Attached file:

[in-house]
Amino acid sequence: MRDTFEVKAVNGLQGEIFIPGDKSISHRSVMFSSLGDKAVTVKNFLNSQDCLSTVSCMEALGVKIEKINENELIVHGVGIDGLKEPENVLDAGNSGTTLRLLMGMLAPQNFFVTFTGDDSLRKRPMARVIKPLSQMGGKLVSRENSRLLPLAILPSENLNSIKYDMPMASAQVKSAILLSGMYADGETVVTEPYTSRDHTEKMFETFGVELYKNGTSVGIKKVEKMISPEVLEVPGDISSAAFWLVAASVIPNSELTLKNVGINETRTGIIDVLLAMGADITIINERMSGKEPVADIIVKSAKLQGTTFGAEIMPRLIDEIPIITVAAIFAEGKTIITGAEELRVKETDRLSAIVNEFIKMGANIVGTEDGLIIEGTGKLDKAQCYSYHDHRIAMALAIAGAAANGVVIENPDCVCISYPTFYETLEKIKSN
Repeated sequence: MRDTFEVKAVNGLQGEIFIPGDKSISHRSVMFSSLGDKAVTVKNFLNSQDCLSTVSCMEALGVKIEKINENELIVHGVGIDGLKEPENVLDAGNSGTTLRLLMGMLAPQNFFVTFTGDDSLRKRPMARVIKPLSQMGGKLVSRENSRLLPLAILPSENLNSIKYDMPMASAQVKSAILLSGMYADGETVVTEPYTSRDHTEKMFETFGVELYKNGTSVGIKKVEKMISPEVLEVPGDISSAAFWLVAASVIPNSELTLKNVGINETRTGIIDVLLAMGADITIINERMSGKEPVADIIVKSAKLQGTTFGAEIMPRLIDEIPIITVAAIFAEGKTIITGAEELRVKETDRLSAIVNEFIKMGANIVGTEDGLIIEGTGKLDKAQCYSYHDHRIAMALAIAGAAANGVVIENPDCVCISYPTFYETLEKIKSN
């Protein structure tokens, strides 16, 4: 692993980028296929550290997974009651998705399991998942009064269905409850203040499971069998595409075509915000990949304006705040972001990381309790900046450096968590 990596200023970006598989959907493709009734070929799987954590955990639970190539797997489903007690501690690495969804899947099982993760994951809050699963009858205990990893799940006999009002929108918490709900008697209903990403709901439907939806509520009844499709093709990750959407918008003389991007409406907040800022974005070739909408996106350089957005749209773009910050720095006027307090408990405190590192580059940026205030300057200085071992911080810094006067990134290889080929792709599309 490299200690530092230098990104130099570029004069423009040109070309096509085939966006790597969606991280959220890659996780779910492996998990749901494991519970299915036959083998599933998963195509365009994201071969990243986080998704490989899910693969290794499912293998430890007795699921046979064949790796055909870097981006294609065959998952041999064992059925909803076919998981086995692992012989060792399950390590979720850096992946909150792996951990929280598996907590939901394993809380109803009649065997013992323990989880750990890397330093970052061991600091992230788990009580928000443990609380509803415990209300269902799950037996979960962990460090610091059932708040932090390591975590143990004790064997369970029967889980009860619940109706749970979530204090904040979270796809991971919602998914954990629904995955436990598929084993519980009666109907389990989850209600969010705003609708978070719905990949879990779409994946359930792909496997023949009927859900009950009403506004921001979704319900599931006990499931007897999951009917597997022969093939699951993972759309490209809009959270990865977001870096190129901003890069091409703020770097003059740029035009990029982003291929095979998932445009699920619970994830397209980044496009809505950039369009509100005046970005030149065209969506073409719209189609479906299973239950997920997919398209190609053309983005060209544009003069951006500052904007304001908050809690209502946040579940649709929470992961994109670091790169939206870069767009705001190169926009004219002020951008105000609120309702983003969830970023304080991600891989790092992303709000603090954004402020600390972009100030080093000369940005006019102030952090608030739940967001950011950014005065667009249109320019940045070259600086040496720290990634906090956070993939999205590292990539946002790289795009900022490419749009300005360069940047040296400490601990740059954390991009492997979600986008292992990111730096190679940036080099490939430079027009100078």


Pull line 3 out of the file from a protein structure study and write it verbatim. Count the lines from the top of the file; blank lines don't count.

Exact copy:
Repeated sequence: MRDTFEVKAVNGLQGEIFIPGDKSISHRSVMFSSLGDKAVTVKNFLNSQDCLSTVSCMEALGVKIEKINENELIVHGVGIDGLKEPENVLDAGNSGTTLRLLMGMLAPQNFFVTFTGDDSLRKRPMARVIKPLSQMGGKLVSRENSRLLPLAILPSENLNSIKYDMPMASAQVKSAILLSGMYADGETVVTEPYTSRDHTEKMFETFGVELYKNGTSVGIKKVEKMISPEVLEVPGDISSAAFWLVAASVIPNSELTLKNVGINETRTGIIDVLLAMGADITIINERMSGKEPVADIIVKSAKLQGTTFGAEIMPRLIDEIPIITVAAIFAEGKTIITGAEELRVKETDRLSAIVNEFIKMGANIVGTEDGLIIEGTGKLDKAQCYSYHDHRIAMALAIAGAAANGVVIENPDCVCISYPTFYETLEKIKSN